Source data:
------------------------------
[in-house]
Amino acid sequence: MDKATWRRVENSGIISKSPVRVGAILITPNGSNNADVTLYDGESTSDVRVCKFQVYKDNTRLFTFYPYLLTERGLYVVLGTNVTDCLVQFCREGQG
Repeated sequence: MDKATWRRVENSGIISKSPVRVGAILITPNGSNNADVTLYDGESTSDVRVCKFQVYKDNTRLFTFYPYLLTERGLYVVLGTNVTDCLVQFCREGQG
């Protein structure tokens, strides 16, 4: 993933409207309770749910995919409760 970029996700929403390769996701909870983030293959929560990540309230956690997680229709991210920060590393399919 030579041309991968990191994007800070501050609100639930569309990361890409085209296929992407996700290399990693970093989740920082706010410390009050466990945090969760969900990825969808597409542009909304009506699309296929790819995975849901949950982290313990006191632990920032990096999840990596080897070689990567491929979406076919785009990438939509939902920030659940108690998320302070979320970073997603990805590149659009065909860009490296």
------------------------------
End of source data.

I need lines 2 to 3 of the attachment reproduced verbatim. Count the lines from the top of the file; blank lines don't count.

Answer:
Amino acid sequence: MDKATWRRVENSGIISKSPVRVGAILITPNGSNNADVTLYDGESTSDVRVCKFQVYKDNTRLFTFYPYLLTERGLYVVLGTNVTDCLVQFCREGQG
Repeated sequence: MDKATWRRVENSGIISKSPVRVGAILITPNGSNNADVTLYDGESTSDVRVCKFQVYKDNTRLFTFYPYLLTERGLYVVLGTNVTDCLVQFCREGQG